|Publication number||US4694136 A|
|Application number||US 06/821,675|
|Publication date||15 Sep 1987|
|Filing date||23 Jan 1986|
|Priority date||23 Jan 1986|
|Also published as||CA1264070A, CA1264070A1|
|Publication number||06821675, 821675, US 4694136 A, US 4694136A, US-A-4694136, US4694136 A, US4694136A|
|Inventors||William H. Kasner, Gerald J. Bruck, Richard A. Miller, Vincent A. Toth|
|Original Assignee||Westinghouse Electric Corp.|
|Export Citation||BiBTeX, EndNote, RefMan|
|Patent Citations (44), Referenced by (50), Classifications (13), Legal Events (6)|
|External Links: USPTO, USPTO Assignment, Espacenet|
This application is related to copending applications Ser. No. 821,674, filed herewith in the names of P. J. Hawkins et al. and entitled "Laser Welding Head For Sleeve-to-Tube Welding" and to Ser. No. 821,673, filed herewith in the names of W. H. Kasner et al. and entitled "Laser Beam Alignment and Transport System".
This invention relates to welding apparatus and more particularly to welding apparatus for welding a sleeve within a tube using a laser beam.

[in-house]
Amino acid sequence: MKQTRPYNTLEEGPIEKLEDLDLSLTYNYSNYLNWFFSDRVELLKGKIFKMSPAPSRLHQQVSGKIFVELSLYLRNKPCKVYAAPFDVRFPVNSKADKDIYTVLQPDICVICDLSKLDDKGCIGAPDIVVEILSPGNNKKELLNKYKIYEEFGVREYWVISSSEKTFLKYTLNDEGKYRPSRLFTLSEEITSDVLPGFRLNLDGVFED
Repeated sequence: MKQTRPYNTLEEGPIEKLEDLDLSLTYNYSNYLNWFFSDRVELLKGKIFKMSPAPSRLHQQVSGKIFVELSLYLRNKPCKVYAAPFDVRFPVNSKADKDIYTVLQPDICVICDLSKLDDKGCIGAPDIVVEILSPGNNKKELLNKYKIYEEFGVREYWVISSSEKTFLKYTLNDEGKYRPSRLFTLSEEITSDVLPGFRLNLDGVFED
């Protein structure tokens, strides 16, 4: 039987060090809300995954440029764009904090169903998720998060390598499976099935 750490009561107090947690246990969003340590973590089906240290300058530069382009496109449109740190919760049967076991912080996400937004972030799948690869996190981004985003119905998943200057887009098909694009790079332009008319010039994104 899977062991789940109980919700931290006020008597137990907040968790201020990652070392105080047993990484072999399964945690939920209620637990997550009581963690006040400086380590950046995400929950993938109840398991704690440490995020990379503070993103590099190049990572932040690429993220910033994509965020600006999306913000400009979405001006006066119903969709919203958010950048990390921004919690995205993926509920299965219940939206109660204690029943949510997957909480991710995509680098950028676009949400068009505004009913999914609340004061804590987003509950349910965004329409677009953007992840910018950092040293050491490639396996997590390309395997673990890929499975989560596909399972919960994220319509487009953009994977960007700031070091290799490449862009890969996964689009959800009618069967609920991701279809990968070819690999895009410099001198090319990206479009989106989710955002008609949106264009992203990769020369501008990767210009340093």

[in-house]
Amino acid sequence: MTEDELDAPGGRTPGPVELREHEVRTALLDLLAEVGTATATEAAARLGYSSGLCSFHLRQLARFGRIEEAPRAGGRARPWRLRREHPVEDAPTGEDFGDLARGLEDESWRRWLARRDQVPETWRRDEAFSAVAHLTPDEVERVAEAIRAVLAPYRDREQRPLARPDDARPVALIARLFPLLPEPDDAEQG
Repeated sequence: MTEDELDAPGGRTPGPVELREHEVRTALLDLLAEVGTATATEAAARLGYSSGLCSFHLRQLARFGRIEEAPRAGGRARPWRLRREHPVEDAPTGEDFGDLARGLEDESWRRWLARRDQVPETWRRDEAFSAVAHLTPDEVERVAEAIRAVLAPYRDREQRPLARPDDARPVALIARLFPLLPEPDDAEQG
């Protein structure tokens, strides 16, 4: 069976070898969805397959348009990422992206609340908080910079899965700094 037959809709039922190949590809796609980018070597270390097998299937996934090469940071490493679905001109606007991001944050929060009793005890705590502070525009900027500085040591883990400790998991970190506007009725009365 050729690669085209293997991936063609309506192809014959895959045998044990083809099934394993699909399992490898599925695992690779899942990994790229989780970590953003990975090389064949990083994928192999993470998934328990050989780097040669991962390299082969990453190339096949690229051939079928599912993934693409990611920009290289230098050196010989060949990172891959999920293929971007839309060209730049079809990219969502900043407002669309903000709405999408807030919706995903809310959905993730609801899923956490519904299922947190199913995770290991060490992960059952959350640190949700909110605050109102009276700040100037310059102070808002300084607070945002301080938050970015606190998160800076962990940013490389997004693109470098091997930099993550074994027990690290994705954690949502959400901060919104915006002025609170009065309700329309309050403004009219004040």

In tube-type heat exchangers, a first fluid flows through the tubes of the heat exchanger while a second fluid surrounds the outside of the tubes such that heat exchange occurs between the two fluids. Occasionally, one of the tubes can become defective such that a leak occurs therein which allows the fluids to mingle. When this occurs, it is sometimes necessary to either plug the tube so that the fluid does not flow through the tube or repair the tube, thereby preventing leakage from the tube.
In nuclear reactor power plants, the tube-type heat exchangers are commonly referred to as steam generators. When a defect occurs in a tube of a nuclear steam generator that allows the coolant in the tube to mingle with the coolant outside of the tube, a more significant problem arises. Not only does this situation create an ineffective heat exchanger, but it also creates a radioactive contamination problem. Since the fluid flowing in the tubes of the nuclear steam generator is generally radioactive, it is important that it not be allowed to leak from the tubes and contaminate the fluid surrounding the tubes. Therefore, when a leak occurs in a nuclear steam generator heat exchange tube, the heat exchange tube must either be plugged or repaired so that the coolant does not leak from the tube. This prevents contamination of the fluid surrounding the tubes.